Good morning, NUNAverse:

Yesterday, President Biden announced his intention to ship surplus doses of COVID-19 vaccines to needy nations abroad, including millions of doses of the U.S.-authorized Moderna, Pfizer, and Johnson & Johnson vaccines. The majority of the planned shipments will be of the AstraZeneca vaccine, which does not yet have authorization for use in the United States. The President said he plans to have some 80 million doses of the vaccine distributed overseas by the end of June, by which point Biden says the United States will have produced enough doses of the vaccine to cover its own citizens.

The Native American Rights Fund and the American Civil Liberties Union filed a lawsuit on Monday challenging two new election laws in Montana as unconstitutional infringements on Native peoples’ right to vote. The lawsuit argues that the measures recently passed in Montana are “part of a broader scheme” to disenfranchise Native voters. It argues that the laws violate the right to vote, freedom of speech, and equal protection under the Montana Constitution.

A new Nielsen survey found that 51 percent of sports fans still feel using Native people as mascots is an honor and 53 percent of fans want more education on why teams like Washington’s Football Team and Cleveland’s Baseball Team are changing their names and mascots. When broken down by sport, roughly two-thirds of MLB and NFL fans and 58 percent of NBA fans thought that the appropriation was harmful. 

In Alaska, the Archdiocese of Anchorage-Juneau wants to sell 462 acres of property in the Copper River Valley to its Indigenous inhabitants for more than $4,000 an acre. The Catholic Church originally purchased the land in the 1950s for $1.25 per acre from the United States Government, and if the Native Village of Tazlina – a federally recognized tribe – are not able to raise the $1.86 million asking price, the Catholic Church plans to put the property up for sale on the open market. 

Keep reading for a full news update.


U.S. To Ship 20 Million Additional COVID Vaccine Doses Overseas 

NPR, Alana Wise, May 17 

President Biden on Monday announced his intention to ship surplus doses of the coronavirus vaccine to needy nations abroad, including millions of doses of the U.S.-authorized Moderna, Pfizer and Johnson & Johnson vaccines. The majority of the planned shipments will be of the AstraZeneca vaccine, which does not yet have authorization for use in the United States.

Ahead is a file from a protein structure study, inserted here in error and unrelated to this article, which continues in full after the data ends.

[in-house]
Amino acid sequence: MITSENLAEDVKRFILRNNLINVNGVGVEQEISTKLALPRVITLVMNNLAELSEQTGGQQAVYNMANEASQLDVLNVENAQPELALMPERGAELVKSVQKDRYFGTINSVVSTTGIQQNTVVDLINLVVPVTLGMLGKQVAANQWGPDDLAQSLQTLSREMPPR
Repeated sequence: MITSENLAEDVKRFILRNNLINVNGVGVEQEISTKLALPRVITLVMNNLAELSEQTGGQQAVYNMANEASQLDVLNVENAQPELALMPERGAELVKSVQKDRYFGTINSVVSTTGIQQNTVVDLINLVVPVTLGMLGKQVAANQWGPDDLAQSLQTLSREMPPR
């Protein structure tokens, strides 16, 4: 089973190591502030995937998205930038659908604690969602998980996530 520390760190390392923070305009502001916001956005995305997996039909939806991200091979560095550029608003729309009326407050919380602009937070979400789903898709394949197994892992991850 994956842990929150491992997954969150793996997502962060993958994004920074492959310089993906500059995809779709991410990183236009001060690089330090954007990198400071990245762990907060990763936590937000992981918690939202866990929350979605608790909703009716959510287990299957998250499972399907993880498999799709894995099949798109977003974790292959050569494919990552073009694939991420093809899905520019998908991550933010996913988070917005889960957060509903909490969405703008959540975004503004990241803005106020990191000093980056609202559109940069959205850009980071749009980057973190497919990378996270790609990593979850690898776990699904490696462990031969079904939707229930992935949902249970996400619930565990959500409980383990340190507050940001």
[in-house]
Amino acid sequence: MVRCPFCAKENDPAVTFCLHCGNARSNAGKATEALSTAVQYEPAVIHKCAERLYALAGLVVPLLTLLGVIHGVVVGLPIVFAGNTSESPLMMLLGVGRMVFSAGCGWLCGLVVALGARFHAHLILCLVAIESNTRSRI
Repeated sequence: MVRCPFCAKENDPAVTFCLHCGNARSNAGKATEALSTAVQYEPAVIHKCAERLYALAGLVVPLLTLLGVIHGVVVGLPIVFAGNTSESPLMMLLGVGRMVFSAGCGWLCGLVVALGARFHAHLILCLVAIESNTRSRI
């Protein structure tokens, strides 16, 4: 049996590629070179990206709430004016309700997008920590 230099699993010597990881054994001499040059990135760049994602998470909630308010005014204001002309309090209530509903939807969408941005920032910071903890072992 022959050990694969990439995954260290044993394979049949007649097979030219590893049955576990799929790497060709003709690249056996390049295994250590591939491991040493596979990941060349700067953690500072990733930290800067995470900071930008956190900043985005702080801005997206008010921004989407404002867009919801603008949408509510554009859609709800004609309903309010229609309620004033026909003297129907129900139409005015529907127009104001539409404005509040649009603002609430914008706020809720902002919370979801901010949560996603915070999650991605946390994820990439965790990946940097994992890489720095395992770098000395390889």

Virus Testing Strategies, Opinions Vary Widely In US Schools

AP News, Heather Hollingsworth, May 17

Children are having their noses swabbed or saliva sampled at school to test for the coronavirus in cities such as Baltimore, New York and Chicago. In other parts of the U.S., school districts are reluctant to check even students showing signs of illness for COVID-19.  Education and health officials around the country have taken different approaches to testing students and staff members — and widely varying positions or whether to test them at all as more children give up virtual classrooms for in-person learning. Some states have rejected their share of the billions of dollars the Biden administration made available for conducting virus tests in schools. Officials in districts that have embraced testing describe it as an important tool for making sure schools reopen safely and infections remain under control. They note that the virus might otherwise elude detection since young people with the virus often are asymptomatic and most teachers have been vaccinated.

Vaccinating Native Youth

Indian Country Today, Joaqlin Estus, May 17

Centers for Disease Control and Prevention Director Rochelle Walensky announced in a written statement Wednesday night: “CDC now recommends that [the Pfizer-BioNTech COVID-19 vaccine] be used among this [12-to-15 year old] population, and providers may begin vaccinating them right away.”  Tribal and Indian Health Service health care providers had been preparing for weeks for the day when they could begin vaccinating younger age groups. Tribes across the country have seen a rise in COVID-19 cases among school children, prompting officials to schedule more vaccination clinics and cancel events.


Montana’s New Voting Laws Violate Native Americans’ Rights, A Lawsuit Argues.

The New York Times, Maggie Astor, May 17

The American Civil Liberties Union and the Native American Rights Fund filed a lawsuit on Monday challenging two new election laws in Montana as unconstitutional infringements on Native Americans’ right to vote. Montana legislators enacted the laws — H.B. 176, which eliminated same-day voter registration, and H.B. 530, which restricted ballot collection — this spring, amid a national Republican push to tighten voting regulations in connection with President Donald J. Trump’s false claims of election fraud. The lawsuit argues that the measures in Montana, where an estimated 6.5 percent of the population is Native American and district courts struck down another ballot collection restriction last year, are “part of a broader scheme” to disenfranchise Native voters. It argues that the laws violate the right to vote, freedom of speech and equal protection under the Montana Constitution.

Suit Targets Laws That Opponents Say Hurt Native Americans

AP News, Amy Beth Hanson, May 17

A lawsuit was filed Monday on behalf of Native American voting rights organizations and four tribes challenging new laws they say are part of a broader scheme by the Montana Legislature to disenfranchise Native American voters. The Legislature passed a bill to eliminate Election Day voter registration by closing late registration at noon on the Monday before Election Day. It also approved a bill including a provision to prohibit the paid collection of absentee ballots. Plaintiffs Western Native Voice and Montana Native Vote participate in get-out-the-vote efforts on reservations, including collecting absentee ballots and driving people to polls to register and vote on Election Day.